China, with over 500 million Internet users, forms the largest and most vibrant community of Internet worldwide. China blocks most foreign social networking sites (SNS) for fear that unrestricted access will lead to instability in the country. Chinese SNS companies have filled the void in the market, offering similar products that censor sensitive issues.
This week some Chinese Internet users reported that they were able to access those blocked websites such as YouTube, Facebook and Twitter.
“Suddenly I could freely access YouTube! There have been no need to scale the Great Firewall!” Posted by a netizen on social network “Weibo”, a microblogging platform similar to Twitter, which allows users to send short messages and follow other users.
Internet users, including students on college campuses, reported being able to access YouTube, Facebook and Twitter from their mobile phones or desktops during this Monday and Tuesday.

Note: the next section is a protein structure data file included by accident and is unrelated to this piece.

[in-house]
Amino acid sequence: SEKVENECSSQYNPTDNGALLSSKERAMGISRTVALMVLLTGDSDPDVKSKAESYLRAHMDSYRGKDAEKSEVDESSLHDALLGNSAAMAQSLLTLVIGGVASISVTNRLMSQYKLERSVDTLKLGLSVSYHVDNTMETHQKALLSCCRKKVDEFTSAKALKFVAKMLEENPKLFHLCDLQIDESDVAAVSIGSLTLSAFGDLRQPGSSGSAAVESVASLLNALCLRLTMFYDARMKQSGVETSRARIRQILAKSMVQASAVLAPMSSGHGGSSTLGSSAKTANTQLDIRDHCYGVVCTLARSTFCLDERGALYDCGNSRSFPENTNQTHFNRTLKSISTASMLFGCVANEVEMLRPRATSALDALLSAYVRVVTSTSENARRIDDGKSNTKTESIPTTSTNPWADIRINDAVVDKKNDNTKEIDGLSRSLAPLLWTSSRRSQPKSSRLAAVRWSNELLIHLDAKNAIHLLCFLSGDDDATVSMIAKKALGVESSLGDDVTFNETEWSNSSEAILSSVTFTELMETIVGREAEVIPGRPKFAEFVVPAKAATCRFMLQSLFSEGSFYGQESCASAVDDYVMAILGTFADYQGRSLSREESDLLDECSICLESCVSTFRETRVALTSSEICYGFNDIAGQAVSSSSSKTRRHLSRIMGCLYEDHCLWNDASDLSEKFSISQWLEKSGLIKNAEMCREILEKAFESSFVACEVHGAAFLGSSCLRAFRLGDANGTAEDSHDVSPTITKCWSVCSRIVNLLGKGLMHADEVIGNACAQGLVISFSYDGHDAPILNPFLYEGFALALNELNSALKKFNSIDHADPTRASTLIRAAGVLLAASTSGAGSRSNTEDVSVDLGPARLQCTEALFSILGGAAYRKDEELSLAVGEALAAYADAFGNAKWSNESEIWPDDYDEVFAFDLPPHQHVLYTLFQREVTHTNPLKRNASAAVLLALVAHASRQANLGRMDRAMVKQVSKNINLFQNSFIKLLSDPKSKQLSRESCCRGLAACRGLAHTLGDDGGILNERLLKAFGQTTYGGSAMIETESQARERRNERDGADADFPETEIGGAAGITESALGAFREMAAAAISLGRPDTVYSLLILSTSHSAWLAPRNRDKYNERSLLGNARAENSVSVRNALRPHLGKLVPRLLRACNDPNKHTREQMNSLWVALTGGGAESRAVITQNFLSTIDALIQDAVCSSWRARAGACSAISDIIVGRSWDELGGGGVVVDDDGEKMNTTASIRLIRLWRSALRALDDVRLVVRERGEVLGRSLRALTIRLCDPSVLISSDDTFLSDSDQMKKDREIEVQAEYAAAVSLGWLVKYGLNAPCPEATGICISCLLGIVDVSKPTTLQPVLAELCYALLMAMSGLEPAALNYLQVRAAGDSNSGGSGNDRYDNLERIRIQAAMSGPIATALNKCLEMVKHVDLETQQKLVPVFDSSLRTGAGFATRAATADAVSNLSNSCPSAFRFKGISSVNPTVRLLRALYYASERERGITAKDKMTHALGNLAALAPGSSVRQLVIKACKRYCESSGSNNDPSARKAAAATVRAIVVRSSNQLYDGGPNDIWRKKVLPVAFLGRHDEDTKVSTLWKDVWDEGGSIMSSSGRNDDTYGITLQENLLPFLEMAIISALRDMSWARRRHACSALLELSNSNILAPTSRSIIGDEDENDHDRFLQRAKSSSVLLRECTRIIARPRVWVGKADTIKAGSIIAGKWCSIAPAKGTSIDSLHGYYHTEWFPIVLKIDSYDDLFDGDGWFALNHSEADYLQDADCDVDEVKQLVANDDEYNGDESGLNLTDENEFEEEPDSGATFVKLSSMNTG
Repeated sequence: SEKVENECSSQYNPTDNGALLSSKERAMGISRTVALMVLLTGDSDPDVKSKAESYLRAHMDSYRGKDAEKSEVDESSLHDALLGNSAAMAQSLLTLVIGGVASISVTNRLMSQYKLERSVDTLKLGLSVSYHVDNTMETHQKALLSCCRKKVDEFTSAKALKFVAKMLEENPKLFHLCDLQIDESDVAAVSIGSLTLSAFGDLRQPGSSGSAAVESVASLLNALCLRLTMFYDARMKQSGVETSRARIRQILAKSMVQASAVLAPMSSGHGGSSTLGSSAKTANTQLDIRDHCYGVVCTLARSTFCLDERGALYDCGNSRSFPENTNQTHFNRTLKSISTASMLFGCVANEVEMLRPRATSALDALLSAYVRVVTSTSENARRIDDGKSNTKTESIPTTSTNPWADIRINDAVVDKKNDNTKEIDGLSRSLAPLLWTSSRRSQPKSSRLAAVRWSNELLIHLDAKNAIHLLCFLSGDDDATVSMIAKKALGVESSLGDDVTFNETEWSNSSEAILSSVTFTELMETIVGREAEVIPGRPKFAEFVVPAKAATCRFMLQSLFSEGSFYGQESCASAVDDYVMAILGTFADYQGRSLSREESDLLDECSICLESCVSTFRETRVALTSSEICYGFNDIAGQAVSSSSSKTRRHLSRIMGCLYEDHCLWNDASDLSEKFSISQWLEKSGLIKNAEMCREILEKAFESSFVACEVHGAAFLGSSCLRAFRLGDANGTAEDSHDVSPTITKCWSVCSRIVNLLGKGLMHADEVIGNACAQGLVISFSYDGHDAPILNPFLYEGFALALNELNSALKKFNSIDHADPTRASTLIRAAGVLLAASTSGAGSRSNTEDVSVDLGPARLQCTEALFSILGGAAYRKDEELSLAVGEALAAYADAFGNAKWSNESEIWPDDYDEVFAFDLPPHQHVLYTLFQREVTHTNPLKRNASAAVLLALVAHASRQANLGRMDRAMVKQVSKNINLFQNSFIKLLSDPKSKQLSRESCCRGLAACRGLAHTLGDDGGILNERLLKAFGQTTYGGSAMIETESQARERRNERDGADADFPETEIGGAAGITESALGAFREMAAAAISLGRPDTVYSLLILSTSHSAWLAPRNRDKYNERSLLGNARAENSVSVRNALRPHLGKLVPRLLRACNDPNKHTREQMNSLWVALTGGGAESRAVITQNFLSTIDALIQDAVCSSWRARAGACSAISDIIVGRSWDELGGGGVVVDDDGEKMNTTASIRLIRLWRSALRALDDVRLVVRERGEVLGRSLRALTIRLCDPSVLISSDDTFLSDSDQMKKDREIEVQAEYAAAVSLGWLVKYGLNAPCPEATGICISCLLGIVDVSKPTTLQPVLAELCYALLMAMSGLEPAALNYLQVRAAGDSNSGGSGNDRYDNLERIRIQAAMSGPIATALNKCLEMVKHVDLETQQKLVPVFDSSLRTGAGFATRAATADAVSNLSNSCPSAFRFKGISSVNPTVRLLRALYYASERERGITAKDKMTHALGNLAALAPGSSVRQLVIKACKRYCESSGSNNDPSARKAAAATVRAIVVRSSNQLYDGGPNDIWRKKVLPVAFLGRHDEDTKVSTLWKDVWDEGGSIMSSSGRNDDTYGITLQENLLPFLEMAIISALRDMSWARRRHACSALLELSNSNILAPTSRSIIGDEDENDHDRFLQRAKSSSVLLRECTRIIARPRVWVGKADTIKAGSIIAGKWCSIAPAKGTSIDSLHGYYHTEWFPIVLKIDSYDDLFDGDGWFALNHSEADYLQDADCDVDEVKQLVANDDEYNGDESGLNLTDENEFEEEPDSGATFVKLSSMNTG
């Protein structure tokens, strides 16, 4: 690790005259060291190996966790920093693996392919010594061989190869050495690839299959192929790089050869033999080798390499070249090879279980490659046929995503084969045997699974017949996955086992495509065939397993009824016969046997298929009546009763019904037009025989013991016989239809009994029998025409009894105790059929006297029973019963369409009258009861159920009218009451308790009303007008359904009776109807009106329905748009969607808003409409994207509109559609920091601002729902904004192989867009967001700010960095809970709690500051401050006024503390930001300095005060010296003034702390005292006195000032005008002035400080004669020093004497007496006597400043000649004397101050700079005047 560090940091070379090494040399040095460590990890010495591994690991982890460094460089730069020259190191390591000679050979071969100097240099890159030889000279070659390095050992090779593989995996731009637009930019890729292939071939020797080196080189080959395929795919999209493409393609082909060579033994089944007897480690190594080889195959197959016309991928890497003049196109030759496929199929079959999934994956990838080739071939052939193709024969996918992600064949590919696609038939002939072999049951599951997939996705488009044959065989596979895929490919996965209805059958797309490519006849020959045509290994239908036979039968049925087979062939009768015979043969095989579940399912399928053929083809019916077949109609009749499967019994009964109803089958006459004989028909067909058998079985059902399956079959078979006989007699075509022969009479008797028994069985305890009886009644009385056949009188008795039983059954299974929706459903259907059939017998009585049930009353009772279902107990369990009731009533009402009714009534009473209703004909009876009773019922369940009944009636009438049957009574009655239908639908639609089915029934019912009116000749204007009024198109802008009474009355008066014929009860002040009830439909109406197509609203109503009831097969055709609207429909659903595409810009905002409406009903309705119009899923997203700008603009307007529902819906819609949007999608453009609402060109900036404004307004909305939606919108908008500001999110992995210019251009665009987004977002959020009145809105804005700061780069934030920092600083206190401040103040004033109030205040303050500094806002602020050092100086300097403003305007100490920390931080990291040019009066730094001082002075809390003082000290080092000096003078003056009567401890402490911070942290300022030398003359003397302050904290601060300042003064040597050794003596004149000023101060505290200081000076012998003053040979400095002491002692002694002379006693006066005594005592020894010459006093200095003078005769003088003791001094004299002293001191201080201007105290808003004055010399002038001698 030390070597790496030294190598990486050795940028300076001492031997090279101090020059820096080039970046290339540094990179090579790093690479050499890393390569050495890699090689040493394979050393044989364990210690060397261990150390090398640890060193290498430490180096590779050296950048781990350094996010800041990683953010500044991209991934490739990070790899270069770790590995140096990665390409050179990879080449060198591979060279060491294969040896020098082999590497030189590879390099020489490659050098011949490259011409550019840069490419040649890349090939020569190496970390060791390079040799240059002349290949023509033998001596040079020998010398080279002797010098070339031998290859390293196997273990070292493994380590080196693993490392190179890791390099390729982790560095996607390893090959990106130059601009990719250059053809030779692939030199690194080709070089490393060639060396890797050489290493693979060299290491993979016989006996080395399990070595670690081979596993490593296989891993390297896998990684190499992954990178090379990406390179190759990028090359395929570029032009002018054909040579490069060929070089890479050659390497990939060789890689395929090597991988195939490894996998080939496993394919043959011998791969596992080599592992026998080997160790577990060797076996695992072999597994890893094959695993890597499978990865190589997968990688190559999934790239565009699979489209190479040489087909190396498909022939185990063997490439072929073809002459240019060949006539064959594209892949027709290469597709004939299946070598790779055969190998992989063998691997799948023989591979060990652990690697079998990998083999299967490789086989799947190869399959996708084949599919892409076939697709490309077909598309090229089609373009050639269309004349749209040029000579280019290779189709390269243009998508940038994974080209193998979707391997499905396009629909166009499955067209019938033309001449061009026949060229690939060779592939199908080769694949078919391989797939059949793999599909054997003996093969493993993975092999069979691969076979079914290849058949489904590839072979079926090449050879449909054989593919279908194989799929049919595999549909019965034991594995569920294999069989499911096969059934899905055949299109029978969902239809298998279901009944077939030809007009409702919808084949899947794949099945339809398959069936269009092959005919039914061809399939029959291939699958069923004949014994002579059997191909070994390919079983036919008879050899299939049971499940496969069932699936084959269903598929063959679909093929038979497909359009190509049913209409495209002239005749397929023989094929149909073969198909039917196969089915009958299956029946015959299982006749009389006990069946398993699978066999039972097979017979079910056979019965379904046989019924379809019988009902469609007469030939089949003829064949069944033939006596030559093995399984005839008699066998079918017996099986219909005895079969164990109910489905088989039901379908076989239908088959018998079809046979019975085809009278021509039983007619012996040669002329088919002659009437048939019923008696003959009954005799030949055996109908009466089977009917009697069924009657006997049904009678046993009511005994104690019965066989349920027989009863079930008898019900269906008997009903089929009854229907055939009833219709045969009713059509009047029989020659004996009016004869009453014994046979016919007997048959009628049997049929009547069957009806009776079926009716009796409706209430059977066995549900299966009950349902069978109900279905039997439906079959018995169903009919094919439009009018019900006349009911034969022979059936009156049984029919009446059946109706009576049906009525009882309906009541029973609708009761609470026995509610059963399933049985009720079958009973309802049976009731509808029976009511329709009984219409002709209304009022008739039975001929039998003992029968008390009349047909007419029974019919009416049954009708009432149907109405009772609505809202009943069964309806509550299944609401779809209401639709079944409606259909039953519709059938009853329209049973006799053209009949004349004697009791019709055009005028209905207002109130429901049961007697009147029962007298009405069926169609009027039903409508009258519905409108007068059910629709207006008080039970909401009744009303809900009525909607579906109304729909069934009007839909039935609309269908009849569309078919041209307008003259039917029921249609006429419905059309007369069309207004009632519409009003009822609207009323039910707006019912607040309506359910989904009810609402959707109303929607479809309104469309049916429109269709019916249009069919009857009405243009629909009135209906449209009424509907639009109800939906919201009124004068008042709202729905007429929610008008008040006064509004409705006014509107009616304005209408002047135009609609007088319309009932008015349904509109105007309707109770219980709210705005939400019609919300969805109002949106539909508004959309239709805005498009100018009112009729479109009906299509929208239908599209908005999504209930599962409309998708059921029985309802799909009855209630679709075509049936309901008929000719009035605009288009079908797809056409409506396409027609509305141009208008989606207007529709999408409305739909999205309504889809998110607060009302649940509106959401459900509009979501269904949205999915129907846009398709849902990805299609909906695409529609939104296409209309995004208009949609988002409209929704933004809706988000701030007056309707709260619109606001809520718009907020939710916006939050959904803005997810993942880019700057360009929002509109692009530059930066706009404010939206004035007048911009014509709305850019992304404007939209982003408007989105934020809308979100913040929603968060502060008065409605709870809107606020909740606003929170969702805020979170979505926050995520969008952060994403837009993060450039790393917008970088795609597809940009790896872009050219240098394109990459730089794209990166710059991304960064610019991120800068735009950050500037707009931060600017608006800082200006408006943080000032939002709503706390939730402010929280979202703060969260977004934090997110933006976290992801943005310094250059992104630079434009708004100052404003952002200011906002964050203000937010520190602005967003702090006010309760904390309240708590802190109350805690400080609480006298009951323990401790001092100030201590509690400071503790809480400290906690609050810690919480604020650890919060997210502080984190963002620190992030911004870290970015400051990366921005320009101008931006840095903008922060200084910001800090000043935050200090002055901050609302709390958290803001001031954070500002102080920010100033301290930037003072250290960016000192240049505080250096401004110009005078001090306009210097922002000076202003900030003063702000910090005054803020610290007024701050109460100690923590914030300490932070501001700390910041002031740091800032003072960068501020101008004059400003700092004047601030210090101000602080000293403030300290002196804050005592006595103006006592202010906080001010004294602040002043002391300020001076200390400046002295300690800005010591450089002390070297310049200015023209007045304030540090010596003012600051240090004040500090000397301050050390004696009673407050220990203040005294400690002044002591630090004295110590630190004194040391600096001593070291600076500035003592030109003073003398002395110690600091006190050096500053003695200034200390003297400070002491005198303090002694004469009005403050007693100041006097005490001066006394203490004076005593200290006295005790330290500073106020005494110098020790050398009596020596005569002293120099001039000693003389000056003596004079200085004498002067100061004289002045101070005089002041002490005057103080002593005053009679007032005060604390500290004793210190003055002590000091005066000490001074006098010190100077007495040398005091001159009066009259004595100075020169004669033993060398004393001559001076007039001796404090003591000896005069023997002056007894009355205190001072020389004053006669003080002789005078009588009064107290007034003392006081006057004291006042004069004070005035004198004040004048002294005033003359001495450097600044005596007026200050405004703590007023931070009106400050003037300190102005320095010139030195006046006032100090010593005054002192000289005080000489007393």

“Yesterday afternoon I used Facebook for the first time,” said a 23-year-old student of the prestigious Shanghai Jiao Tong University.
“I took a look, I’m sure all of a sudden a lot of people registered on Facebook yesterday,” said Zhang, adding that she also created an account.
It is unclear what caused the crack in the Great Firewall. However, on Wednesday, access to Facebook, YouTube and Twitter was blocked again.
Some users in China pay for a virtual private network (VPN) to bypass the block. Over the weekend, Chinese users also have access to the social network “Google +”, and left mass comments on the page of President Barack Obama.
Google + is currently blocked through normal desktop access, but its mobile application that allows users to access the site, has become available in China recently.